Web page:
TT: We rehearsed for about eight weeks beforehand, and then a nine day shooting schedule.  I knew we could not be waiting on set—it was a real dialogue-heavy film.  Tyler, Fiawna, and Ahmad just worked their butts off.  We rehearsed, we rehearsed, we rehearsed every night, every weekend for eight weeks up until we shot.  And we went to the actual locations and blocked out our movements.  So when we got there, everyone knew what was going on, and we plopped our actors in there and set the lights and away we went.  Tyler won Best Actor at one film festival and was nominated for Best Actor at another.  We’ve won two Best Features and took second at another. So I’m real happy with it.

It was very well done—and demonstrates the skill in your craft that you’ve acquired—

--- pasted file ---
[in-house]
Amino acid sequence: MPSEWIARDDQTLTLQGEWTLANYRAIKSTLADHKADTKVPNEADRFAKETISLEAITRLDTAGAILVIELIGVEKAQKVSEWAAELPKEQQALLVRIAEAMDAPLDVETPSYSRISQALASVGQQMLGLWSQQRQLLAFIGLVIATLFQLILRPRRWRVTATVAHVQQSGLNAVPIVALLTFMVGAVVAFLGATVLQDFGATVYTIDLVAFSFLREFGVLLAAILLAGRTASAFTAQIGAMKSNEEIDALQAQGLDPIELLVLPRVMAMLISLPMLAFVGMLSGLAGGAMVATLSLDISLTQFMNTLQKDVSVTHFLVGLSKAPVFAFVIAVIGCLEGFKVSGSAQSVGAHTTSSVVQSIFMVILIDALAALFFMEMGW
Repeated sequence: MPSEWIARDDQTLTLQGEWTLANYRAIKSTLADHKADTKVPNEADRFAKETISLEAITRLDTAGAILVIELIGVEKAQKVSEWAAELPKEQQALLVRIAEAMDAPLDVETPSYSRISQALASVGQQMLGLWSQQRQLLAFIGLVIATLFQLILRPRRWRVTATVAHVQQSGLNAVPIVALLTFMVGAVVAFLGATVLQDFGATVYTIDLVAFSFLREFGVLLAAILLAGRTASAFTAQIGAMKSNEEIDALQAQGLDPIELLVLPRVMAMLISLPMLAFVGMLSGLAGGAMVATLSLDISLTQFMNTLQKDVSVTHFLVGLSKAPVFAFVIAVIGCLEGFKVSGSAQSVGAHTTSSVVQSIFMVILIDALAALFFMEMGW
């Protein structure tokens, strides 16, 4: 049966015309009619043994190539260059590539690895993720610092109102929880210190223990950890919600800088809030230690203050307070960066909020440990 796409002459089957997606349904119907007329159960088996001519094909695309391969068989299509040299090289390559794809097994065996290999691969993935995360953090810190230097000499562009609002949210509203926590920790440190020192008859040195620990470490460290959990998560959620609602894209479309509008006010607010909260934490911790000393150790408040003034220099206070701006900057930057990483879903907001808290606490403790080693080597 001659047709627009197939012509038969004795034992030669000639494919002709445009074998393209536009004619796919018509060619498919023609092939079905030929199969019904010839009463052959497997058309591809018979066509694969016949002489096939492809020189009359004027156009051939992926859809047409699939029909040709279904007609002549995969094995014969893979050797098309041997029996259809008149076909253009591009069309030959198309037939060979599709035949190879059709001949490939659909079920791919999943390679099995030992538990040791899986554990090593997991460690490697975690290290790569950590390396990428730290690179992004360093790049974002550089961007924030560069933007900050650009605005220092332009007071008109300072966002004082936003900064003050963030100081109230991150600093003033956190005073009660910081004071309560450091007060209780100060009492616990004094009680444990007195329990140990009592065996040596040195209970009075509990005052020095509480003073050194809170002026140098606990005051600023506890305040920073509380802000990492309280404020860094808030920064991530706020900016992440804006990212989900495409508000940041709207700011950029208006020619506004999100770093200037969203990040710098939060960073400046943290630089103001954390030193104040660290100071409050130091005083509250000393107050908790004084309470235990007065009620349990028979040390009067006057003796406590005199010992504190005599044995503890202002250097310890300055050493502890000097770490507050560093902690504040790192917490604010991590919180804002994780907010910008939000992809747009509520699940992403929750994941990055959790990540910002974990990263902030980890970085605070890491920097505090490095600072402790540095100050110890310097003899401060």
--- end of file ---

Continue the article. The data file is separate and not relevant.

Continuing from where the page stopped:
TT: I can’t take all the credit.  My crew is great.  I’ve found that it’s best just to let them do their thing.  Like right now.  They’re out there setting up a scene while we’re talking; and when I come back I’ll tweak a little bit.  But I just get out of the way and let them do their thing.  And the same thing with the actors in A Christmas Snow.  Muse and I, Cathy and I do have extensive conversations about the characters.  One thing I do like about Cathy is that she’s very much into the craft of acting.  She wants to get inside the head of this character.  We spent many hours talking on the phone; and when she came to the office on the first day, we sat down and she had pages and pages of notes—and we went through them and actually rewrote a couple of scenes based on her notes.  She’s just such a consummate actor—she’s totally into it.  She should be directing.  She understands the process.  She gets it.  And she’s helped me with my directing ability.  Muse is the kind of guy, he walks in—and he’s a one-take wonder.  He knows who Sam is—and I’m just going to get out of his way and let him do his thing.  I give him very little direction.  We discuss it, we talk about the emotions.  Cameron is amazing.  That little girl—when I met her in Dallas when she was trying out for the part, they were doing the dinner scene.  And I just asked her to give it to me.  And I had Chad, the producer, and the casting director read with her—and I had her go through the whole thing as she interpreted it.  And then, to try to confuse her [as a test], I threw like fifteen different directions at her: “At this point, I want you to do this, or do that.”  You know—do these different things just to see how she’d handle direction.  And when I said, “Action!” she went through and hit every point I was looking for.  So then we did it again and I’d say, “Stop! Do this; okay, go.  Now stop! Do this.”  Just to see if I could fluster her.  And she’d pop up, “Uh huh!” and smile.  She’s amazing.  We’re going to see a lot of that little girl in the future.